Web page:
William & Mary Environmental Law and Policy Review


Shannon Murphy


When the sun is shining bright on a scorching ninety-degree summer day, it takes less than an hour for tragedy to strike, even in the shade. Within less than sixty minutes, the temperature inside a closed vehicle will rise rapidly from the outdoor ninety-degree mark to upwards of more than one hundred and thirty degrees. As this temperature spike takes effect, any animal or child left in a vehicle will only have about fifteen minutes before being exposed to potentially deadly conditions.

While most of us think we are incapable of accidentally leaving our beloved child or companion in the car, the record-breaking number of deaths resulting from this mistake in 2018 paints a different picture. According to KidsAndCars.org an average of thirty-eight children pass away from vehicular heat-stroke each year while waiting for their parents, guardians, or caregivers to return. However, the recorded number of children who succumb to this tragedy may only provide a glimpse into the number of children who actually fall victim to vehicular heat-stroke for two reasons. First, the recorded number does not address the number of children who are rescued from near-death experiences during an incident of vehicular heat-stroke, only to be left with long-term disabling effects. Second, in a typical case of vehicular heat-stroke, a majority of the first responders who write up their reports are not required to list a child’s cause of death with the exact phrase “vehicular heat-stroke” or “hyperthermia.” Instead, first responders typically categorize the child’s death as a non-traffic-related incident. This allows for a presumption that the number of children dying each year is actually much higher than recorded, and that the recorded deaths are only “the tip of the iceberg.” Even worse, these kids are not the only victims. Each year hundreds of animals are left in their owners’ vehicles, patiently waiting for them to return. Imagine each one of these animals pacing through the vehicle, alone, while the air around them is rapidly heating up. Since 1998, over 900 children have lost their lives, and thousands more children and pets have suffered from the effects of vehicular heat-stroke. In hindsight, the pain of almost every single one of these victims, children and animals alike, could have been spared.

Focusing on congressional history of federal motor vehicle safety standards, coupled with currently available technology, this Note will argue that it is time for Congress to enact legislation requiring the Secretary of Transportation to issue a regulation that addresses, reduces, and hopefully eliminates the number of children and animals passing away or suffering lifelong damages from vehicular heat-stroke. A law mandating regulation would require the National Highway and Traffic Safety Administration (“NHTSA”) to act under the guidance of the Secretary of Transportation and test appropriate safety devices to combat vehicular heat-stroke. The safety devices chosen by the NHTSA would be mandated to appear in all new vehicle models over the next few years. A regulation of this magnitude would not only help protect the lives and safety of both our children and pets, but would also lead to a significant decrease in the number of deaths and injuries resulting from non-crash related incidents.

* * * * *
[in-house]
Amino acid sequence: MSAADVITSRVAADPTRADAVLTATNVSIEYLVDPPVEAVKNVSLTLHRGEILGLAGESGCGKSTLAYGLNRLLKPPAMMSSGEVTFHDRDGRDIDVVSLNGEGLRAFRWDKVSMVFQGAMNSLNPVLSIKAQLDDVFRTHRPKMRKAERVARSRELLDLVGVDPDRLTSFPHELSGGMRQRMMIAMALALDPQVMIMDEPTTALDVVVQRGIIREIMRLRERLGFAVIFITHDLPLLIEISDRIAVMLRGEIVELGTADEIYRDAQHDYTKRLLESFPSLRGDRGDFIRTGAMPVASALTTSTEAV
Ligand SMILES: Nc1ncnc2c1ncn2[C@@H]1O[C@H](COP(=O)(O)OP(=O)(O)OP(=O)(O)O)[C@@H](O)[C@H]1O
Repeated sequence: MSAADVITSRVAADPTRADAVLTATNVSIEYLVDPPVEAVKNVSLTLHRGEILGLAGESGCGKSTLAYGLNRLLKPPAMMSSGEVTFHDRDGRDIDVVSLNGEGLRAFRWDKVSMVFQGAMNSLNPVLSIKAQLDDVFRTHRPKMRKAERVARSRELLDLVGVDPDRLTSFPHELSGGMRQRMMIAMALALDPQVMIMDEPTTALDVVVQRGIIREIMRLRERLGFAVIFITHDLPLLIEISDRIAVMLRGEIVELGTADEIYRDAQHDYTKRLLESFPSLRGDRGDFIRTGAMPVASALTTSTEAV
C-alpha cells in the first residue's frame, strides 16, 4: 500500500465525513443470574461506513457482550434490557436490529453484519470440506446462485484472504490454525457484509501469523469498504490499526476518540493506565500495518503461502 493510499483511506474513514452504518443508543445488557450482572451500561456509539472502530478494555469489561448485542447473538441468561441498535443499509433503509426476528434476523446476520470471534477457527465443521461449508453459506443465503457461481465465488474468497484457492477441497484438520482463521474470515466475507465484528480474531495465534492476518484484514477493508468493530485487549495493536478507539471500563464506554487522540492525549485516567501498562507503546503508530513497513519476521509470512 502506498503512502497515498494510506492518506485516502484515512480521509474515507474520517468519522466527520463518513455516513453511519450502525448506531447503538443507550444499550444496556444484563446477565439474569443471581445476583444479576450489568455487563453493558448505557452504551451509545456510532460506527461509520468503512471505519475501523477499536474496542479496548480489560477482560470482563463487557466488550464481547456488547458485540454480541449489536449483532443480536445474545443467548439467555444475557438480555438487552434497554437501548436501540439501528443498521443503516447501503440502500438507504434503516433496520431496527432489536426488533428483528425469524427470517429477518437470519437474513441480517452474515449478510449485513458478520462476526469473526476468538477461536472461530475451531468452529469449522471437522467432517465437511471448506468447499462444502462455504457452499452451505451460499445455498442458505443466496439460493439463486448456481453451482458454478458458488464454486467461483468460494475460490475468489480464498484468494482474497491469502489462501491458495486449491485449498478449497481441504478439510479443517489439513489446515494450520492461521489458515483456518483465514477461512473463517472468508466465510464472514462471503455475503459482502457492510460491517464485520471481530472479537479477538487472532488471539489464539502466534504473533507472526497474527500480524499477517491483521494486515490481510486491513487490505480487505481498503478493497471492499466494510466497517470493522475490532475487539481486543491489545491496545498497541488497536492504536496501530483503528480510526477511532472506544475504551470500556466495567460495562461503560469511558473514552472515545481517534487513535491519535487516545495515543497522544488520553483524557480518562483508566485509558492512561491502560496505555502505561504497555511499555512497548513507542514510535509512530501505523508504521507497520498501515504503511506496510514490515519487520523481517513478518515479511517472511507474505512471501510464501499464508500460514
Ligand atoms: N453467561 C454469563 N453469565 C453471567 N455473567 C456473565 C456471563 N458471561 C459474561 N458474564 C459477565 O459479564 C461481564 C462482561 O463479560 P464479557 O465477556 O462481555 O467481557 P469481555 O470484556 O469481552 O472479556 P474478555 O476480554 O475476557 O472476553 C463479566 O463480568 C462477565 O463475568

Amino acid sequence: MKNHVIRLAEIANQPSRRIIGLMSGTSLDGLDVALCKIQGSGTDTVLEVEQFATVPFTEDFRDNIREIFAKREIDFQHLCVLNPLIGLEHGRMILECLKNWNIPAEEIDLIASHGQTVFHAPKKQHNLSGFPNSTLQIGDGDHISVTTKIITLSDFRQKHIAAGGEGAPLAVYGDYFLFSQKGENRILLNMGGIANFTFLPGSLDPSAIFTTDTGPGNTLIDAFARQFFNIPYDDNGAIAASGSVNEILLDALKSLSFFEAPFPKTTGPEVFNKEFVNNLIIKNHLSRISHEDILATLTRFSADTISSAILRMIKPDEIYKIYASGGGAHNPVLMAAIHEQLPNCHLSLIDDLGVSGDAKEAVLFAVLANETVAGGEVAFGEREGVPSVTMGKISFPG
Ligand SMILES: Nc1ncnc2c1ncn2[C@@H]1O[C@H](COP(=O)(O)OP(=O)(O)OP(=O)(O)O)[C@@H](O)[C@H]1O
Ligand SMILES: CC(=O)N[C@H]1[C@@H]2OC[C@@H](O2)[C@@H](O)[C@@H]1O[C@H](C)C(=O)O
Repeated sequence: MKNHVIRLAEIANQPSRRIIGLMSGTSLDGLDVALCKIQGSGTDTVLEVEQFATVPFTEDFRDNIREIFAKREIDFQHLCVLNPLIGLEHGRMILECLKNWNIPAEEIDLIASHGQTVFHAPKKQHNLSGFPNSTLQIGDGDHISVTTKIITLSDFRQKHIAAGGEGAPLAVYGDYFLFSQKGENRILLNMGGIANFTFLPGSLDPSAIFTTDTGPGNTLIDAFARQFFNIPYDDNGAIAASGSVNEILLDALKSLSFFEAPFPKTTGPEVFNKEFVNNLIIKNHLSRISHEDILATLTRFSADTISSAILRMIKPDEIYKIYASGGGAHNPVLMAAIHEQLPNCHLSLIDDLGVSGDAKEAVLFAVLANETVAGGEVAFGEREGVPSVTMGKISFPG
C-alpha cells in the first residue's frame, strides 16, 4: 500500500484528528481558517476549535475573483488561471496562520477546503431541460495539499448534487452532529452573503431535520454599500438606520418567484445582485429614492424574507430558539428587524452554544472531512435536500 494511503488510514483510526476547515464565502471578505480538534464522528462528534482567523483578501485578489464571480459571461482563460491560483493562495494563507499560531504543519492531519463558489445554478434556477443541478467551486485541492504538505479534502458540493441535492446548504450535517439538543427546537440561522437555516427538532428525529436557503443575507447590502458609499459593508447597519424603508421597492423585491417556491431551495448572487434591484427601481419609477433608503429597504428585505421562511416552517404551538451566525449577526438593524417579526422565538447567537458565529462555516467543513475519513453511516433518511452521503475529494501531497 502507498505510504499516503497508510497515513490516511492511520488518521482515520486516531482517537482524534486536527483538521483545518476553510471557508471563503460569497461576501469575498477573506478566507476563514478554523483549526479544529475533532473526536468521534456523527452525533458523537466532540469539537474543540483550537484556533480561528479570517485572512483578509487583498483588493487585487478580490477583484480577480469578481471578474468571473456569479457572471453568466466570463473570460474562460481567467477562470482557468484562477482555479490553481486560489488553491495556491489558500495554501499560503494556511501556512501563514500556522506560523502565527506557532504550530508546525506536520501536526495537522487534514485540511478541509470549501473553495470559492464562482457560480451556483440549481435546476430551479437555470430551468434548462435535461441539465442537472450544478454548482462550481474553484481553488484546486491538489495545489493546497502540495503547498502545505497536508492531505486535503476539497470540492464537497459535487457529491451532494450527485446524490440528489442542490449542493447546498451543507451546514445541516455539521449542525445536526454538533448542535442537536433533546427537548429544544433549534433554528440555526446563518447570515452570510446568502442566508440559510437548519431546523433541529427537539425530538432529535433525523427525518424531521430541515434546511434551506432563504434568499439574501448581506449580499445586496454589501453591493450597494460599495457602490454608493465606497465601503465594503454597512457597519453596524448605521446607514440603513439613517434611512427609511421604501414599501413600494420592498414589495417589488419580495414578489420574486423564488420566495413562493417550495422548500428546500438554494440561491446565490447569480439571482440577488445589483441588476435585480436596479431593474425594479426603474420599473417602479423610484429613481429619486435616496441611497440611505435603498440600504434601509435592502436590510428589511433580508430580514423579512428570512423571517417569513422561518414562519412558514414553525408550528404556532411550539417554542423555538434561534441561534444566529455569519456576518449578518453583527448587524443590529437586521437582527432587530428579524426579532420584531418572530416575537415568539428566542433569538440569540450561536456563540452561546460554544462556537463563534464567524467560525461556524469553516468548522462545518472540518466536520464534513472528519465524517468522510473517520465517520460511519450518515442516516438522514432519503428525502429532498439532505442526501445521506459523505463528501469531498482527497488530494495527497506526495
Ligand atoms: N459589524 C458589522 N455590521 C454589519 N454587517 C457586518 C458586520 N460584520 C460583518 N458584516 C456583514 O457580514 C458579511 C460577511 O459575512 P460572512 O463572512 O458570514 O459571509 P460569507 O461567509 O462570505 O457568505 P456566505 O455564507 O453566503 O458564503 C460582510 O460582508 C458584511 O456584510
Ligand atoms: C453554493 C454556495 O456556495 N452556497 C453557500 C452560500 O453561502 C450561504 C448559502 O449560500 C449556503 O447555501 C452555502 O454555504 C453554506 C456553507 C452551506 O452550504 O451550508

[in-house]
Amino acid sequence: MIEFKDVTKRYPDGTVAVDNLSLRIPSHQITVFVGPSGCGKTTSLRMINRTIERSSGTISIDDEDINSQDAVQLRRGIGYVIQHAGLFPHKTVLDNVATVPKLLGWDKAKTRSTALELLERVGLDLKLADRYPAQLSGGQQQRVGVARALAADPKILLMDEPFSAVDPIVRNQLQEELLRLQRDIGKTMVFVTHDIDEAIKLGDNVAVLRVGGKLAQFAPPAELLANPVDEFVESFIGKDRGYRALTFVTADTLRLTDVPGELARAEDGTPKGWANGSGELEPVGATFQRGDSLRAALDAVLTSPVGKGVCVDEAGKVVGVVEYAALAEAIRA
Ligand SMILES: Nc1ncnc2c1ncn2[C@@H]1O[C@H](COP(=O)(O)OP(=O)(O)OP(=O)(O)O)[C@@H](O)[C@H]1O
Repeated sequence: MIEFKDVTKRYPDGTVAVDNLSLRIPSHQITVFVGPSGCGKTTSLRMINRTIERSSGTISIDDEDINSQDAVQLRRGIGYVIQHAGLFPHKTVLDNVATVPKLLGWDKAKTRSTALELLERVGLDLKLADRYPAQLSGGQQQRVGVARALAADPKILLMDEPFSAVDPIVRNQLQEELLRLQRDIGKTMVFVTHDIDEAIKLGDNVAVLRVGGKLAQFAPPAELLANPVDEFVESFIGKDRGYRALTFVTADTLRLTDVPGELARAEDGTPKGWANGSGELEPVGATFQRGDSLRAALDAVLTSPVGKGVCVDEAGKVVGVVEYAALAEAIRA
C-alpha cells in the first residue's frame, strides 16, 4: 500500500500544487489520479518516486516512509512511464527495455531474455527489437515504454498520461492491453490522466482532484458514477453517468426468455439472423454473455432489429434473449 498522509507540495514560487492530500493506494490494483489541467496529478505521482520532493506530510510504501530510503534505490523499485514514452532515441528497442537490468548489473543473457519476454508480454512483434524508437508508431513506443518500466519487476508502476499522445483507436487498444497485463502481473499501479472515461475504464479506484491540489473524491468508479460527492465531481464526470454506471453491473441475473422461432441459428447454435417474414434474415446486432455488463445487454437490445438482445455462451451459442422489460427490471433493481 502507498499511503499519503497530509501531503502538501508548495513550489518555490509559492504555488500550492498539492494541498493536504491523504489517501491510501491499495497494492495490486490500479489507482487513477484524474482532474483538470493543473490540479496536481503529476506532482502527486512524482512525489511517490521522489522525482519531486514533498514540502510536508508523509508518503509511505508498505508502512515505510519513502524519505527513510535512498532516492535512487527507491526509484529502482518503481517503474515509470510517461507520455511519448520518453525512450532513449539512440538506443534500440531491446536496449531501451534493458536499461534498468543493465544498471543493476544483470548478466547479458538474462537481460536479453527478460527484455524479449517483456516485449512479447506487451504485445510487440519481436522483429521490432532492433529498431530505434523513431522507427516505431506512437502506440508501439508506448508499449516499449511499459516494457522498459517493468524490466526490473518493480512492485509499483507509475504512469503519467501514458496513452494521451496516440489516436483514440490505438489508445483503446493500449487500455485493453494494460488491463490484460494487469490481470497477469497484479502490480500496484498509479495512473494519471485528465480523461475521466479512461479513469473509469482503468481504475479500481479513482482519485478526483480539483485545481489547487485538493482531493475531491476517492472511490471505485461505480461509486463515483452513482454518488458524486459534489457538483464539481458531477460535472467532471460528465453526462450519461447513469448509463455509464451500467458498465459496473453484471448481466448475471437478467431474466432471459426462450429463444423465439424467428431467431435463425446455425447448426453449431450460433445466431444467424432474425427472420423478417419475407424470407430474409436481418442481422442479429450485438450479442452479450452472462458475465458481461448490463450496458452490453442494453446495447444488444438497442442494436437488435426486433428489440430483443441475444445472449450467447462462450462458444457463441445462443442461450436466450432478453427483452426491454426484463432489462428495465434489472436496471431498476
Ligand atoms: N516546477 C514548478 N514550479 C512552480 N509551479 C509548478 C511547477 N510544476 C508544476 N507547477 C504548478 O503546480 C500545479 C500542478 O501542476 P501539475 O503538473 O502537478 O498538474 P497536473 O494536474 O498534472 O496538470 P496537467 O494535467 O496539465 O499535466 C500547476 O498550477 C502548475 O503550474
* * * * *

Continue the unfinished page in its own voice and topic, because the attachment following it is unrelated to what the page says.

Part I of this Note will address the facts surrounding vehicular heat-stroke deaths for both children and animals by analyzing the number of victims this tragedy claims each year, the locations where these deaths occurred, the time of year, and the cause behind the deaths. Part II of the Note will study previous statutes enacted by Congress that regulate motor vehicle safety for children. This will be done via an analysis of the motivating factors behind each regulation and their benefits in application. Next, Part III of this Note will survey the technology presently available to prevent vehicular heat-stroke. Finally, Part IV of this Note will provide an overview of state laws and awareness campaigns currently in place, which will prove that our children and animals require further protection. As this Note will display, the problem of vehicular heat-stroke is ripe for congressional action. The longer we wait, the higher the death and injury toll will get.